God’s People, My Parish

Lubert was a retired farmer. Every time I would drop in, he and his wife would be listening to Christian music. Next to Lubert’s favorite chair there was always a large stack of religious magazines because Lubert loved to read. I enjoyed my visits with Lubert and his wife because each visit left me spiritually enriched.

Lubert was in his late seventies when the doctors told him he was going blind. We began enlarging the church bulletin for him. I would also enlarge the songs because Lubert loved to sing.

We did this for about two years and then one day Lubert told me I could stop printing the large bulletins. He could only see shadows and couldn’t read anymore. I felt bad about that because I knew how much he loved to sing. He would miss it and I would miss his enthusiastic singing on Sundays.

That Sunday I was thankful that the first song in the worship service was a familiar one. At least Lubert could sing along on the first stanza. As we were singing the first stanza, I looked up to see Lubert, holding the book for his wife, never looking down but singing as loudly and joyfully as ever. I looked up during the second stanza. There was Lubert singing as loudly and as joyfully as ever. It was the same for the third and the fourth stanzas. The next song was not as familiar. Yet at each verse, there was Lubert, holding the book for his wife, never looking down, but singing as loudly and as joyfully as ever. That was true of every song we sang at both the morning and evening worship services.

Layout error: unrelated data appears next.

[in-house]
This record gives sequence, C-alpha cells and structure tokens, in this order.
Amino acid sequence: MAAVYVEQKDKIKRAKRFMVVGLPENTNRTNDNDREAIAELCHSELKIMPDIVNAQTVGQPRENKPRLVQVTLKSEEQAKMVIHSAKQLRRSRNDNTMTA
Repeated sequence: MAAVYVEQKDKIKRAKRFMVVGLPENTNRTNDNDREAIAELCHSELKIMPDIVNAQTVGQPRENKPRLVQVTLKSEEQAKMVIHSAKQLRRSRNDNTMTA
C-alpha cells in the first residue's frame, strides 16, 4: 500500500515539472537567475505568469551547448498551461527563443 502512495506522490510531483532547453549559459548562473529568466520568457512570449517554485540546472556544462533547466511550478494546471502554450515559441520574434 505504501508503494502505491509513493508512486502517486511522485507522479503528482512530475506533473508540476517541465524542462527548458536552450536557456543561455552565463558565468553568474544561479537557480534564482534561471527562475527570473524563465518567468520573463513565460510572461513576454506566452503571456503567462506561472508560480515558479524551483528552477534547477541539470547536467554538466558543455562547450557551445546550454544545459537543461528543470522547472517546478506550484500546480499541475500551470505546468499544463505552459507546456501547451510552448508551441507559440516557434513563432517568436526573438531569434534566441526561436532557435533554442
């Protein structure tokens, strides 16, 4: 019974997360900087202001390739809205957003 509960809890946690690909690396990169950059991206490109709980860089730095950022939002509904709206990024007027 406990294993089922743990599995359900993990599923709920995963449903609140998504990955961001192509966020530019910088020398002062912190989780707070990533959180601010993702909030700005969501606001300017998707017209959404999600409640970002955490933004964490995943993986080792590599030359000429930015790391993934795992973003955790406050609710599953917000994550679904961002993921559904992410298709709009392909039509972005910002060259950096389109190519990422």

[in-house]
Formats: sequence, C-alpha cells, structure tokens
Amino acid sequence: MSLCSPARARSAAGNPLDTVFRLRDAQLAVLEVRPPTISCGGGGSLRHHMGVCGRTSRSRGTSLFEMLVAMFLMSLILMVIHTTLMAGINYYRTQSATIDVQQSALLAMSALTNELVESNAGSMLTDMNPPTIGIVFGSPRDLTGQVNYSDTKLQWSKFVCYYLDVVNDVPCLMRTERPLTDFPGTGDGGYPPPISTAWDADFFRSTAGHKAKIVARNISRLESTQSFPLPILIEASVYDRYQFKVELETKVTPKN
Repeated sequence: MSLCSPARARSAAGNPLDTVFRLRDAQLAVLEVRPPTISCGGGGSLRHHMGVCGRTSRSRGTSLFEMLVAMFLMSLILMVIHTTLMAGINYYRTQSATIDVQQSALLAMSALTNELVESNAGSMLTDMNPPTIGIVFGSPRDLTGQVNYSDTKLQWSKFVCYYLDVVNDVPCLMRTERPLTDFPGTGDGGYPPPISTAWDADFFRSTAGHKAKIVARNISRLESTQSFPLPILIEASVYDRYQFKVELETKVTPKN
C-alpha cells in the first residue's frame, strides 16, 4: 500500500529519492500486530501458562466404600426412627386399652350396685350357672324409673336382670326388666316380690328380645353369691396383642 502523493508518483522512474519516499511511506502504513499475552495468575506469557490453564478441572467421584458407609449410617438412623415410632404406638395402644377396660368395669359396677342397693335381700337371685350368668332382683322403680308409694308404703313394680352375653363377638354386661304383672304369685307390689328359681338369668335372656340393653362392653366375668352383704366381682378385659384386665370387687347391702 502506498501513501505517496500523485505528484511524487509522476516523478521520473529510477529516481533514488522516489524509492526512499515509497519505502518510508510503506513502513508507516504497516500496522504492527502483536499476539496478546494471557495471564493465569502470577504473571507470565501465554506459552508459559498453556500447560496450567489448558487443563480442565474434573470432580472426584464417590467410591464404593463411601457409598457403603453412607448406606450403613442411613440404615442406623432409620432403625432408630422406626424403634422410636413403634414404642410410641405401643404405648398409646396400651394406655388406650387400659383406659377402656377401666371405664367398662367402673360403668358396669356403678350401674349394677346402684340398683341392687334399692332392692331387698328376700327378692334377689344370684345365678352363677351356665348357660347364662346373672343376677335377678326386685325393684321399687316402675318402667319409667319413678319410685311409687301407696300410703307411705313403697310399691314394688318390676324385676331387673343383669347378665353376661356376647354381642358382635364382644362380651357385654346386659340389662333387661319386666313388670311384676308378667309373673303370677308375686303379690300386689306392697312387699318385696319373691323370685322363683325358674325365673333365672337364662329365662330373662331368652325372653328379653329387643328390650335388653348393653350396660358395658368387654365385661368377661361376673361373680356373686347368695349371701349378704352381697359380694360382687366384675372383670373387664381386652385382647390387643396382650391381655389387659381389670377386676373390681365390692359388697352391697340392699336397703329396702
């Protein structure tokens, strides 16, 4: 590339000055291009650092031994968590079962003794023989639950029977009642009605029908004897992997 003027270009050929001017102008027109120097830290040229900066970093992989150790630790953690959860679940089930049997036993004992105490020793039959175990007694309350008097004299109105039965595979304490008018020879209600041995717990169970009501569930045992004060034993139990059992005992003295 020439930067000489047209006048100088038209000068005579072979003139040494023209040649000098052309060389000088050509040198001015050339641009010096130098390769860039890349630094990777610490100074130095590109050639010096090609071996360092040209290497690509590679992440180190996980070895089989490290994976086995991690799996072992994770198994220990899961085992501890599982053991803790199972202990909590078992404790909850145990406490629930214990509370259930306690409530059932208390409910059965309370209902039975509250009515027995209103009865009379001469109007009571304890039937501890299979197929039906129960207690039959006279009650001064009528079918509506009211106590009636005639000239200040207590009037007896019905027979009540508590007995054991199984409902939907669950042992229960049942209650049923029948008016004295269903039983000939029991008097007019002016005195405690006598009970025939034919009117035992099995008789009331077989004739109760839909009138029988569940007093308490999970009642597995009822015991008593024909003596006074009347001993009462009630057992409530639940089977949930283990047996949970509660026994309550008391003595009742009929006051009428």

When I visited with Lubert and his wife that week, I commented on his singing and how thankful I was that I had picked songs he knew. He smiled and began talking about something else. The next Sunday, the same thing happened: holding the book for his wife and never looking down, he sang every verse with joy. The next Sunday was the same.

The next month when I visited with him, he told me his secret. “You know, dominie,” he said, “I love to sing. I grew up with these songs. I’ve sung them all my life. When the doctor told me I was going blind I knew I needed to do something if I wanted to keep on singing. So every day and every night I would go through the hymnal, song by song, until I had it memorized.”

Lubert is in heaven now, singing with the saints in glory. His body has been perfected, his vision restored. But even with 20/20 vision, he doesn’t need a song book because he sings every song from the heart; a heart that has been cleansed by the blood of Jesus Christ.

Rev. W. H. Oord